- 22.214.171.124.17: Bacteria and viruses are microscopic. In many cases, both can cause...
- 126.96.36.199.18: What two types of molecules are used by viruses to store genetic in...
- 188.8.131.52.19: What is a retrovirus?
- 184.108.40.206.20: Why are viral diseases often more difficult to treat than bacterial...
- 220.127.116.11.21: What benefit do viruses provide for scientific research?
Solutions for Chapter 9.9: Impact of Viruses
Full solutions for BSCS Biology: A Molecular Approach | 9th Edition
The weight of water vapor in a given volume of air (usually expressed in GRAMS/M3).
A fan-shaped deposit of sediment formed when a stream’s slope is abruptly reduced.
A final state of evolution for a star, in which all of its energy sources are exhausted and it no longer emits radiation.
Cosmological red shift
Changes in the spectra of galaxies that indicate they are moving away from the Milky Way as the result of the expansion of space.
An isotope resulting from radioactive decay.
The solid innermost layer of Earth, about 1,300 kilometers (800 miles) in radius.
Localized convective lifting
Unequal surface heating that causes localized pockets of air (thermals) to rise because of their buoyancy.
Igneous rocks with a low silica content and a high iron–magnesium content.
Rocks formed by the alteration of preexisting rock deep within Earth (but still in the solid state) by heat, pressure, and/or chemically active fluids.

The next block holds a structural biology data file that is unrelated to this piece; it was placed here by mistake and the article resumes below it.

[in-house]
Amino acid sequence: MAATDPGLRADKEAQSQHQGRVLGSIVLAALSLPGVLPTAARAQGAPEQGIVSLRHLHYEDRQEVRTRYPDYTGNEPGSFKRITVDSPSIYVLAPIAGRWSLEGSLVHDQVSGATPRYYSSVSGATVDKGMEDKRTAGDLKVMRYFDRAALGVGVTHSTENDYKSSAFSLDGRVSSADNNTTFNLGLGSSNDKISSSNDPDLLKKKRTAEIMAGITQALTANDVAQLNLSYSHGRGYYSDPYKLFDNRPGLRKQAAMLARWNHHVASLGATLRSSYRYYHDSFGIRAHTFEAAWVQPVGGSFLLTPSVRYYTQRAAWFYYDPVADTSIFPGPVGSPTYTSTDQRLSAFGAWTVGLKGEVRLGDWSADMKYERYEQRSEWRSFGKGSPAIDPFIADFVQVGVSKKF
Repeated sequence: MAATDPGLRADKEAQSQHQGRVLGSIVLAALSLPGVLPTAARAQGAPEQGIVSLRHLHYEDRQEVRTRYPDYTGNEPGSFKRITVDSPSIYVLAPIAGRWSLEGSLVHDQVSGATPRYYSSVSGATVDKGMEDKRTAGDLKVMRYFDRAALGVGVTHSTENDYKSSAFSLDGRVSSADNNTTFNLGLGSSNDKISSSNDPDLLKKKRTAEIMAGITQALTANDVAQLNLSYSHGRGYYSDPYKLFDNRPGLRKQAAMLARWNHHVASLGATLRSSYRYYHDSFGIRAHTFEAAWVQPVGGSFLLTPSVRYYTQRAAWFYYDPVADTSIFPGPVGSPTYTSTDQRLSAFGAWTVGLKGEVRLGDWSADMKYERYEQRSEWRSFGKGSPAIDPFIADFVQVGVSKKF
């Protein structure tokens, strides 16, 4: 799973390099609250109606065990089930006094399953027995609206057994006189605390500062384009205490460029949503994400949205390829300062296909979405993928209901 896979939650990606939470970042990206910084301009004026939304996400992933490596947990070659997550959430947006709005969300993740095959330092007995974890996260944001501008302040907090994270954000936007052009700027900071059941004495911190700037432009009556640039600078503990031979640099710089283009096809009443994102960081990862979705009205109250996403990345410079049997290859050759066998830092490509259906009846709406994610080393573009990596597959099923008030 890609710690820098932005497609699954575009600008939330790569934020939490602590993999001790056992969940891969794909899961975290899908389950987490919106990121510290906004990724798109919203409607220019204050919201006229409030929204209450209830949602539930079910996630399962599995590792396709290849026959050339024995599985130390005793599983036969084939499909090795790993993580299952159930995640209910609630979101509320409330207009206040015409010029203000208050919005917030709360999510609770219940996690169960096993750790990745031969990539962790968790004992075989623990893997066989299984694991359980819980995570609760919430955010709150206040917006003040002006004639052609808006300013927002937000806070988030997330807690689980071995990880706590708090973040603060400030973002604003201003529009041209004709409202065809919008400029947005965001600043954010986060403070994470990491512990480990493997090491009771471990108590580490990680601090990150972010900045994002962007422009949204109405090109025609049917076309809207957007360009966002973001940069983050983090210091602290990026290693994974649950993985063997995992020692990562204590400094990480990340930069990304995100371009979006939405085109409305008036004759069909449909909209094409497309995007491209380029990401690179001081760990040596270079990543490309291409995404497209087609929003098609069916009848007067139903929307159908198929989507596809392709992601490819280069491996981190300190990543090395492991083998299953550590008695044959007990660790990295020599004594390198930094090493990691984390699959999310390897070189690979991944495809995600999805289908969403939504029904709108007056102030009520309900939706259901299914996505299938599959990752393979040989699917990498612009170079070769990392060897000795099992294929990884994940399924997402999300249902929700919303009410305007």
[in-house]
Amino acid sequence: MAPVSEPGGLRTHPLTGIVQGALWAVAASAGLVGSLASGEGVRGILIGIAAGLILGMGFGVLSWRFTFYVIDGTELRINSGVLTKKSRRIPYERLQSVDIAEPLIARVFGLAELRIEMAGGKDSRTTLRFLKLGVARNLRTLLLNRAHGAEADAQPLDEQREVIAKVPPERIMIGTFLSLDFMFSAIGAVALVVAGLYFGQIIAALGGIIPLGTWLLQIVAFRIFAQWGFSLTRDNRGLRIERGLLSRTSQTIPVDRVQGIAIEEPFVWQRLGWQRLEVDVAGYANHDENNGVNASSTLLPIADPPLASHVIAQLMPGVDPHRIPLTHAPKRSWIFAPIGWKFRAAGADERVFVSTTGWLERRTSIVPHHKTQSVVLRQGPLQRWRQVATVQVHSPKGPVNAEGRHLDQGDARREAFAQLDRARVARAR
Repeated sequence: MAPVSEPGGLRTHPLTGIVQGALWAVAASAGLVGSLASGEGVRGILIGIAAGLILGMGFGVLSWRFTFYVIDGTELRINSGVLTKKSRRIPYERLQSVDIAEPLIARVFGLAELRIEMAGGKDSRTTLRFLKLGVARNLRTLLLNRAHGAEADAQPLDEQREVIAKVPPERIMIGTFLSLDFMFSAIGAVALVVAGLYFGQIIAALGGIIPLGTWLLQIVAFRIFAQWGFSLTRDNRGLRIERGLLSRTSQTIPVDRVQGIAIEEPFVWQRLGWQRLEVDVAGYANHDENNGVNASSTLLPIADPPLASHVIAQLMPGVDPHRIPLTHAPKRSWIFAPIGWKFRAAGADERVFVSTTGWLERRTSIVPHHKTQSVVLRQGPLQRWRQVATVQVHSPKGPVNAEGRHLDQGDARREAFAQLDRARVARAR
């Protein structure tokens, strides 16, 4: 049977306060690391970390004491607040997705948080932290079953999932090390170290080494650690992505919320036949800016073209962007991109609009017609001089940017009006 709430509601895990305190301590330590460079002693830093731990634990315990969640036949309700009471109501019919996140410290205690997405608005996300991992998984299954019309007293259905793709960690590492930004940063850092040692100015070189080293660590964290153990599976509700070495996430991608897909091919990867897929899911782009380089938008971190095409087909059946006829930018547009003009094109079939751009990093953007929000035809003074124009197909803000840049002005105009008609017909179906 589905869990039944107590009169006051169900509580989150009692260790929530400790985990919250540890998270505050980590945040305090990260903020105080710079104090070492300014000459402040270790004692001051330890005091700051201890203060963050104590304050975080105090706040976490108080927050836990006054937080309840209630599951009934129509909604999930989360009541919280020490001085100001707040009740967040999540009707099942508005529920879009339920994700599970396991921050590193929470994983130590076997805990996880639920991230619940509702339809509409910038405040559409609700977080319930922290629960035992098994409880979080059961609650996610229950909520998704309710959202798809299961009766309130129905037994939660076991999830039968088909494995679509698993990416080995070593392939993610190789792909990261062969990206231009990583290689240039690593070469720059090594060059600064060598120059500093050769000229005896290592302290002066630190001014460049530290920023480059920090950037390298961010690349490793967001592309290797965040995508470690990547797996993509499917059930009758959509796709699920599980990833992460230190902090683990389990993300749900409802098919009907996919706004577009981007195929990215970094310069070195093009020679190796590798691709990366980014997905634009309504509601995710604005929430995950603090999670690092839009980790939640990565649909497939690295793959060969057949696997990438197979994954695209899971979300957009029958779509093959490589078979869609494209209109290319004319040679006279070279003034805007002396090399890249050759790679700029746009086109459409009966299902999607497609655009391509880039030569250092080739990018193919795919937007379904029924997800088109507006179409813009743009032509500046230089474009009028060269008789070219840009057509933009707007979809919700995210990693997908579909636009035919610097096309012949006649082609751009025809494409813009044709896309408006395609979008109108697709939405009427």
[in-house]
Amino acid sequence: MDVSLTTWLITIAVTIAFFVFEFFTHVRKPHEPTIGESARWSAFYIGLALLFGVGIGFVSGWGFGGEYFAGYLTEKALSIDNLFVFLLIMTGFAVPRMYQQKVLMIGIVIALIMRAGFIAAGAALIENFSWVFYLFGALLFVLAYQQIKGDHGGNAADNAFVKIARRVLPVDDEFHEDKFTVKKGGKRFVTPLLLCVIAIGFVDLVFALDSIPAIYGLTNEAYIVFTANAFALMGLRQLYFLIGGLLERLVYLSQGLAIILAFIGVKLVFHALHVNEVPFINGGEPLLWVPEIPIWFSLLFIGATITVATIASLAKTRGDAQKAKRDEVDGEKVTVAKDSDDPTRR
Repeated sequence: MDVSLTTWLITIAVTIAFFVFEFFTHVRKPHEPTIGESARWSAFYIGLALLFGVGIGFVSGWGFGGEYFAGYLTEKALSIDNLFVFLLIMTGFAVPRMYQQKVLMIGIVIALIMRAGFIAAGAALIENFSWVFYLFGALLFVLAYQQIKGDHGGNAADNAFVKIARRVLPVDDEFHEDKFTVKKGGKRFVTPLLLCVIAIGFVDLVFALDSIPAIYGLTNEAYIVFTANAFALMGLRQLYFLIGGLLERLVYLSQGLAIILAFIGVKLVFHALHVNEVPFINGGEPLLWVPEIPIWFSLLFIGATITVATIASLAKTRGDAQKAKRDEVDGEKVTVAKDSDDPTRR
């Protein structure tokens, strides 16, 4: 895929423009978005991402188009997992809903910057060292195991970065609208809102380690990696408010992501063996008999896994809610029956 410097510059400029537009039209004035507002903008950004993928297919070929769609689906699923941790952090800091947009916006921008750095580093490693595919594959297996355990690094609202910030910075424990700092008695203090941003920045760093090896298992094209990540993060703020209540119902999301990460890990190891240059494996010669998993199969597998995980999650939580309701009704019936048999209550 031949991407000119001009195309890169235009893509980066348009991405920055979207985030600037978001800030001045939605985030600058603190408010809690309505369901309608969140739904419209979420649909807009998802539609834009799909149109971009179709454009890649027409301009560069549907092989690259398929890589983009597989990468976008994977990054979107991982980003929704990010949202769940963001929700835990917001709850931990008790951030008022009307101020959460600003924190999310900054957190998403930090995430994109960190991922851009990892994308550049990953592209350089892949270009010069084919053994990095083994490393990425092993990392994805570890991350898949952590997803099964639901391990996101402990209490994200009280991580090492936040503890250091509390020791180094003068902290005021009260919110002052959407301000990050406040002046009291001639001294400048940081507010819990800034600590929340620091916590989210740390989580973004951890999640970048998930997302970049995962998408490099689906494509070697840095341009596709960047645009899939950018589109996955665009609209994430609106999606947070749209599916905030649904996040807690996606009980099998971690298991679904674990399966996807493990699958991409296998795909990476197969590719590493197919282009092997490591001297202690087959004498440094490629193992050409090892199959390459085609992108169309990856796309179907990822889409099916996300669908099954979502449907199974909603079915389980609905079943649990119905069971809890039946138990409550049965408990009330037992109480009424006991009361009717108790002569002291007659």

Mixed tidal pattern
A tidal pattern exhibiting two high tides and two low tides per tidal day with a large inequality in high water heights, low water heights, or both. Coastal locations that experience such a tidal pattern may also show alternating periods of diurnal and semidiurnal tidal patterns. Also called mixed semidiurnal.
The upper part of the ocean into which any sunlight penetrates.
The process whereby light bounces back from an object at the same angle at which it encounters a surface and with the same intensity.
The ratio of the air’s watervapor content to its water-vapor capacity.
Any one of numerous minerals that have the oxygen and silicon tetrahedron as their basic structure.
Highest tidal range that occurs near the times of the new and full moons.
In any undeformed sequence of sedimentary rocks, each bed is older than the layers above and younger than the layers below.
An accumulation of rock debris at the base of a cliff.
The alternating horizontal movement of water associated with the rise and fall of the tide.
The electrons involved in the bonding process; the electrons occupying the highest-principal energy level of an atom.
The disintegration and decomposition of rock at or near Earth’s surface.